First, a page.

Release & reception
For the Sake of The Song was released shortly before Christmas, 1968 to an indifferent public and a confused fan base. John Kruth notes in To Live's To Fly that "the overproduction of Van Zandt's music ultimately had a boomerang effect, alienating Townes's small but devoted following...who believed he was the genuine article, 'the Real Deal,' the last link in the long line of troubadours that stretched back to Woody Guthrie and Jimmie Rodgers." Kruth also quotes other friends and contemporaries of Van Zandt who expressed their disdain for the album's gaudiness, including Guy Clark and Mickey Newbury (who wrote the original album's liner notes). With the passing of time, however, a clear distinction has been made between the production and Van Zandt's poetic, often brilliant songwriting, with Mark Deming of AllMusic enthusing, "Townes Van Zandt wrote songs with an uncommon grace and poetic clarity, and he sang them with a voice that was at once straightforward, eloquent, and mindful of the arid beauty of his images...the album's production and arrangements occasionally suggest that Jack Clement and Jim Malloy didn't always know what to make of what he brought them." Although it could be argued that the production choices lean away from the singer's strengths, For the Sake of the Song remains a unique recording in the Van Zandt canon; in the liner notes to the Charly Records reissue of the album, the case is made that "Although ostensibly an acoustic recording, the utilization of drum and percussive sounds provides the album with an unique edge."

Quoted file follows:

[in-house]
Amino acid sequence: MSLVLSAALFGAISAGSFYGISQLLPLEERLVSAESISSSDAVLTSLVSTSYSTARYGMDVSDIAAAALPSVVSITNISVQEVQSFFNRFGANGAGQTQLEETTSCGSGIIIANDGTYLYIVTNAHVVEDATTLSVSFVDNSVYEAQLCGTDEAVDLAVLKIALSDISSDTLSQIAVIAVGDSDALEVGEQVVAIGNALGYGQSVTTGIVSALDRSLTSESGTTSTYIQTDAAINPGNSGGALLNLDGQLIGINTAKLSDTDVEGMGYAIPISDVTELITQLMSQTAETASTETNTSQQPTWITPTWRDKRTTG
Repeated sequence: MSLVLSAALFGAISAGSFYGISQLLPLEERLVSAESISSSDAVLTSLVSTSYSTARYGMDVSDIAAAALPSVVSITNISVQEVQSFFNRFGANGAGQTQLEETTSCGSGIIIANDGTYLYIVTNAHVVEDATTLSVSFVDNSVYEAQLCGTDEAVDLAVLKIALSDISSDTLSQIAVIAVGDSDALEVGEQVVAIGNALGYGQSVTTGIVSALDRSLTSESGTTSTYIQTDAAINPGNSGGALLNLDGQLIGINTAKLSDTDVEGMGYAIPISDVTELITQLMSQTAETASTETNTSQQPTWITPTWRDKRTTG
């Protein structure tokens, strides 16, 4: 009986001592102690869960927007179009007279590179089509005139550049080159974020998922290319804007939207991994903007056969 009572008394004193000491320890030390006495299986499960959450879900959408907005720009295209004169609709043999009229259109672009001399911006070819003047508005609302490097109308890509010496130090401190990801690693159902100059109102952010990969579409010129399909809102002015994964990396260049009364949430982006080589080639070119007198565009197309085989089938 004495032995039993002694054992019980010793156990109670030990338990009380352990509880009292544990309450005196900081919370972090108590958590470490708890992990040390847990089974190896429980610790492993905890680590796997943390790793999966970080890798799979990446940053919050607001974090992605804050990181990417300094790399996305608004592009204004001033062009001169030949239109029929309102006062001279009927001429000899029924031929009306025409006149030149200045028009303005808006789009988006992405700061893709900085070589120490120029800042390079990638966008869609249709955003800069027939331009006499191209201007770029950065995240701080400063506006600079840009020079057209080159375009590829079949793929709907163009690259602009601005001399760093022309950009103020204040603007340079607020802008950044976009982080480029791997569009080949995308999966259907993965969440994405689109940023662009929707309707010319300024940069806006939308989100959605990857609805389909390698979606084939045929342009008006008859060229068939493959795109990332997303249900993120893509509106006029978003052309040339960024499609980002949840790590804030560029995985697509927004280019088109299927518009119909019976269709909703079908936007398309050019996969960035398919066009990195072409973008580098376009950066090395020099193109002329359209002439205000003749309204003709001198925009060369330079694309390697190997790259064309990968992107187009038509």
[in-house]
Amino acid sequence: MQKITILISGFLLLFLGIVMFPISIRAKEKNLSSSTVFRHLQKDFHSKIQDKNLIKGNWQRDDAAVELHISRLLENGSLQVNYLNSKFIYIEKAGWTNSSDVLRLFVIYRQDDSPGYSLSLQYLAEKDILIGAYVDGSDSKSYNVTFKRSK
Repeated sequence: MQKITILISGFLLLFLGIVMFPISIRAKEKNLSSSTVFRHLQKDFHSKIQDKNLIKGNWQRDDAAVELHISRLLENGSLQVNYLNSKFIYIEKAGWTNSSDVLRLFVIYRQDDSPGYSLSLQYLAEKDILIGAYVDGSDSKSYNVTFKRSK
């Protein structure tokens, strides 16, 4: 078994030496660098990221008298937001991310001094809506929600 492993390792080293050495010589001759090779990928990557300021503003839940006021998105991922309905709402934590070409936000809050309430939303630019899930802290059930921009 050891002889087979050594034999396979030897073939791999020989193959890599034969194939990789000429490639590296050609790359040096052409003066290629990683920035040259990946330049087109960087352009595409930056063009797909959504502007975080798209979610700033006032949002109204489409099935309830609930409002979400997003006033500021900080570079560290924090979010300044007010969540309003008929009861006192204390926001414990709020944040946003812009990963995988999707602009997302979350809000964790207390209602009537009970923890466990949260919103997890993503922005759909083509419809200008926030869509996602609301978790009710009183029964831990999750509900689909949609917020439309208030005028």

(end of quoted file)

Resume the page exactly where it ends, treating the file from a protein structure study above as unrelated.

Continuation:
Many of the compositions on For the Sake of The Song have been covered by other artists. Some notable examples include "For the Sake of the Song", which was recorded by Azure Ray on their EP November and William Boyd Chisum on his 2006 album Chasing The Wind. "Tecumseh Valley" has been recorded by Bobby Bare, Nancy Griffith, Matthew Cook and Van Zandt disciple Steve Earle. "I'll Be There In The Morning" was recorded by George Hamilton IV on his 1980 album Forever Young and by Mark Dvorak on his 1992 album Use It Up, Wear It Out. "Waiting Around To Die" is one of the singer's most covered compositions, having been recorded by The Be Good Tanyas (whose version appears in the episode "Bit by a Dead Bee" in the second season of the hit TV series Breaking Bad), Matt Cutillo, the Dead Raven Choir, Biana De Leon, Foreign Born, Frenchy Burrito, Pat Haney, Rhonda Harris and Helldorado. A duet of "Waiting Around to Die" featuring Van Zandt and Calvin Russell can be heard on The Best of Townes Van Zandt.
All tracks written by Townes Van Zandt.
- "For the Sake of the Song"
- "Tecumseh Valley"
- "Many a Fine Lady"
- "(Quicksilver Daydreams of) Maria"
- "Waiting 'Round to Die"
- "I'll Be There in the Morning"
- "Sad Cinderella"
- "The Velvet Voices"
- "Talkin' Karate Blues"
- "All Your Young Servants"
- "Sixteen Summers, Fifteen Falls"